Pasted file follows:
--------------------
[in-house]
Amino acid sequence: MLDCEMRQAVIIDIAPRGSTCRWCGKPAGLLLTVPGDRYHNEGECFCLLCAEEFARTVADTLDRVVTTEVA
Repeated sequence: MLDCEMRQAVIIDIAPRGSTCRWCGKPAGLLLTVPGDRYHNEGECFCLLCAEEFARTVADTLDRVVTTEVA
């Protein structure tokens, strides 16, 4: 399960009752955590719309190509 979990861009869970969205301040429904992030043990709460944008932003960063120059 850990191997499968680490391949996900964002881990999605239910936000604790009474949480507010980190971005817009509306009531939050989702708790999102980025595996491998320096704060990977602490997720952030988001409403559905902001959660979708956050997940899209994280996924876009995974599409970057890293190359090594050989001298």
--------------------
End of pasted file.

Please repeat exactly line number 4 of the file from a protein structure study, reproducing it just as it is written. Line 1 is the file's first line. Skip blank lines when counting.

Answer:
């Protein structure tokens, strides 16, 4: 399960009752955590719309190509 979990861009869970969205301040429904992030043990709460944008932003960063120059 850990191997499968680490391949996900964002881990999605239910936000604790009474949480507010980190971005817009509306009531939050989702708790999102980025595996491998320096704060990977602490997720952030988001409403559905902001959660979708956050997940899209994280996924876009995974599409970057890293190359090594050989001298």